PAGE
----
In one of Fay Ray's dense, dazzling photomontages, carnations and crushed beer cans jostle against fur, abalone shells, strings of clear beads and a hand-modeled clay head.
That kind of disjunction harks back to the medium's heyday a century ago, as a Dada vehicle of the politically infused absurd. It works, visually.
Ray's montages at Shulamit Nazarian gallery are strikingly high contrast. Blacks go deep, serving as a kind of velvety jeweler's cloth, strewn with a pseudo-casual array of shiny, sparkly objects.
"Egg Arch and Pearl Portal" is the most arresting of the photo pieces. Scaled to human height and shaped like a passageway, the aluminum-mounted print beckons us inward, to a space at once cosmic and commercial, primal and performative. A mosaic circle vaguely suggestive of an ancient stone relic emits glittery beams of tinsel, striped with tresses. A giant pearl appears between floating lips, and more nacreous orbs separate the fingers of two hands that emerge from the darkness. Arching over all of this is a jaunty border of painted eggs — spotted, stained, or bearing the words "mercy mercy mercy."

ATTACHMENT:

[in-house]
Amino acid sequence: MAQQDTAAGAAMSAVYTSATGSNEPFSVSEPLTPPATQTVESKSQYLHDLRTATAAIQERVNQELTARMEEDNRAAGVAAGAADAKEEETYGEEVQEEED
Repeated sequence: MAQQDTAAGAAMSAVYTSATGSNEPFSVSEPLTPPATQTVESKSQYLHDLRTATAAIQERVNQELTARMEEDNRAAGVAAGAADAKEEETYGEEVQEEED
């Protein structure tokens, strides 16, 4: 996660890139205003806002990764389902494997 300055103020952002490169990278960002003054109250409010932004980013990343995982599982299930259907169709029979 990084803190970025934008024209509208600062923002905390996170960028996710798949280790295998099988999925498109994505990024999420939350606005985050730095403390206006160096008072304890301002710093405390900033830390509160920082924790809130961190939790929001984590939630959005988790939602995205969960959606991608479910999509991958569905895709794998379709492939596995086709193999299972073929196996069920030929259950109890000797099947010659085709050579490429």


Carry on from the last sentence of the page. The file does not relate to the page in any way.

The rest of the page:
Glitz and glamour pervade the montages as well as the sculptures on view here, and the L.A.- based Ray offsets this artifice with hints of authenticity. She hangs three gorgeous, fossil-like conch shells from aluminum struts fanning out from a zinc-plated chain in the strangely haunting "Calipatria." Other sculptures similarly mix slick slabs of marble and industrial-strength metals with chunks of cactus and ears of corn cast in aluminum.
Whatever her medium, Ray exercises a montage sensibility in this mixed bag of a show, constantly shifting material and emotional registers. Sometimes the compression of natural and denatured, earnest and superficial generates a curious, compelling friction. Just as often, though, it yields a less fruitful incoherence.